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Water of Life – 78 Degrees Distillery & Duncan Taylor Octaves

I vividly remember my first exposure to 78 Degrees Distillery: It was at a local gin tasting that I was proffered their Classic Gin expression, which not only ticked all the boxes in terms of being small batch juniper juice at the higher end of the spectrum, but also convinced with its idiosyncratic South Australian twist via the use of local ingredients and a unique never before used melange of twelve botanicals.

I remember the occasion as I asked about the significance of the “78 degrees” which lead to the naming, and was explained that it constitutes the boiling point of alcohol and hence signifies the enabler for distilling.

Vapour infused and sourced from a grape base, the drop instantaneously conveyed that 78 Degrees Distillery are not in the game to merely replicate existing styles but to carve out their own lane with their emissions paying homage in equal measure to both Australia’s traditions as well as what it has and will evolve to.

Needless to say, I was intrigued and could not wait until 78 Degrees was going to channel its alchemy in the creation of their own new world order whiskies in innovative and sustainable ways, with their focus firmly set on making all facets of the production and ingredients transparent.

The first 78 Degrees whiskey I had the opportunity to try from their accolades decorated range was their Muscat Finish expression.

Clocking in at 44% ABV, this limited little number is an example par excellence for expertly showcasing Australian characteristics in terms of style and flavour by handcrafting single paddock, unmalted barley to create a unique melange with eleven speciality malts.

Given the higher sugar residue of Muscat and the stone fruity nuances the casks offer, it is not further wondrous that what tickles the nostrils is a tour de force in terms of dark chocolatey and raisiny aromas, with a delicate whiff of smoke.

What the nose promises transitions seamlessly to the palate where luscious layers of chocolate are backed by the both sweet and savoury flavours of raisins, culminating in a crescendo that is crowned by a spicy, peppery kick.

The elongated finish reverberates in the realm of dark fruity flavours, set against a backdrop of molasses and dark sugars, which is pierced by cinnamon, glove and peppery highlights. The fact that the finish is crowned with a deliciously smoky climax leaves one lusting for another dram.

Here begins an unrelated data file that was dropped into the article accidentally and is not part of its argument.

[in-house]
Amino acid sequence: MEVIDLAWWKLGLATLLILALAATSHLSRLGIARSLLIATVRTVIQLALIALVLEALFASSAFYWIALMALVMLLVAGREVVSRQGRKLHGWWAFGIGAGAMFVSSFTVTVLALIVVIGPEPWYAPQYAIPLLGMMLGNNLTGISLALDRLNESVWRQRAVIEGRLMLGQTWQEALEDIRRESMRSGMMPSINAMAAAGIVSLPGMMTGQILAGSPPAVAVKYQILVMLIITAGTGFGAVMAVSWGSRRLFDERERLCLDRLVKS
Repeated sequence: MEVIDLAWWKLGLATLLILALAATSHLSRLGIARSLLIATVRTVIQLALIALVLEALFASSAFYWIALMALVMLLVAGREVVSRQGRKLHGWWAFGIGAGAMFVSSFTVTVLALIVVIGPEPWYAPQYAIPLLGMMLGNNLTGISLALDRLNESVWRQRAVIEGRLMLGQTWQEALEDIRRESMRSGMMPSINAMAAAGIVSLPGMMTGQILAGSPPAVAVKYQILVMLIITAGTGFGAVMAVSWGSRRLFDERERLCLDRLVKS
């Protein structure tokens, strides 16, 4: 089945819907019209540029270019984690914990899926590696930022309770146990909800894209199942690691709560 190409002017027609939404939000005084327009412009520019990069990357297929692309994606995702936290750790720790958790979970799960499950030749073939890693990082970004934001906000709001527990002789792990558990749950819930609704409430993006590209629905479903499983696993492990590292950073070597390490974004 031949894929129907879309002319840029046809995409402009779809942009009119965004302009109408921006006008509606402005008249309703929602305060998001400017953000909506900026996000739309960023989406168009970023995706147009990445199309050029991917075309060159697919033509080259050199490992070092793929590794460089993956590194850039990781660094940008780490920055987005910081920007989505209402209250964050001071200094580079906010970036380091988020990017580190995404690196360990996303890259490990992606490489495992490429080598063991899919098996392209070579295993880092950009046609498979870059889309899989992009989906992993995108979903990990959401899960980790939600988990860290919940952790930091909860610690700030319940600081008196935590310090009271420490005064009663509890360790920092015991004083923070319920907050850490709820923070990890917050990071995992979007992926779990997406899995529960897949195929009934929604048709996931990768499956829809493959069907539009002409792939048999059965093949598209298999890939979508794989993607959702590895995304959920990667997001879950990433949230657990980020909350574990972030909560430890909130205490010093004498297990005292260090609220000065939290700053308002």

Given the limited nature of the release, this will be gone sooner than later and anyone remotely into innovative, artisanal Australian whiskies would be well advised to scoop up a bottle ASAP.

I cannot wait to try 78 Degrees’ much fabled about grain whiskey as well as their Corsair Smoked expression, which has me salivating thinking of the fact that it is not only peated but has been smoked with gum and cherry wood.

We have covered the excellent emissions of the independent bottler Duncan Taylor before from a range of angles as part of this series and while I have yet to come across anything bottled by them that does not delight me, I could not wait to get my paws on a sample from a series that sees their team experiment with maturing whiskies in smaller sized Octave casks (about an eighth of the size of a regular butt cask) to allow for more wood interaction in a bid to enhance the respective whisky’s flavour profile to become more complex and sophisticated.

Duncan Taylor's trademarked Octave series encapsulates juice from the cream of the crop of iconic Scottish distilleries, resulting in an extensive portfolio of currently close to fifty Octave Invigorated expressions.

My first exposure to the Octave series was via a sample of a Beldorney expression, which after napping for twenty-three year oak, has undergone Duncan Taylor’s “Octivation” process for six months to spice things up with the finishing touches.

With a dark amber hue, upon approach the nostrils are tickled by an avalanche of fruity aromas on the pear and apple-cidery side of things, which then transitions into raspberry and more tropical territory, pierced by zesty orangery, vanilla and cinnamon-ey highlights.

What the nose promised, continues on the top of the mouth against a backdrop of honey, lemon and a delicate waxiness sitting on a backbone of resinous oak, counterpointed by a soft peppery-spicy climax.

The elongated finish culminates in a reverberating and immensely moreish vanilla crescendo, backed by on oaky earthiness. An exercise par excellence in yumminess and it would have been fantastic to sample this dram side-by-side next to a twenty-three year old Beldorney, to pinpoint where the Octave casks have enhanced the flavour profile.

The common denominator of Duncan Taylor’s Dimensions series is that under its banner, single casks are bottled at cask strength without any further dilutions to ensure each expression brings out the purest facets and complexities of the respective distilleries’ DNA.

The Highland Park 16 Year Old Dimensions is a borderline ideal companion to the aforementioned Beldorney in that sweet and floral aromas reign supreme and catch my fancy as I detect the most delicate hint of smoky peat.

On the palate, the warming alcohol sets the stage for sour, sweet, musty/earthy, fruity flavours to dance with peat, which with the addition of a couple of drops of H2) only intensifies.

The well-rounded medium-length finish is warm and dry with spiced oak, cloves and a whiff of cold smoke.

I can only hope that one day I can taste how Duncan Taylor channels its alchemy when it comes to Islay distilleries.


images form company websites

T • September 20, 2021

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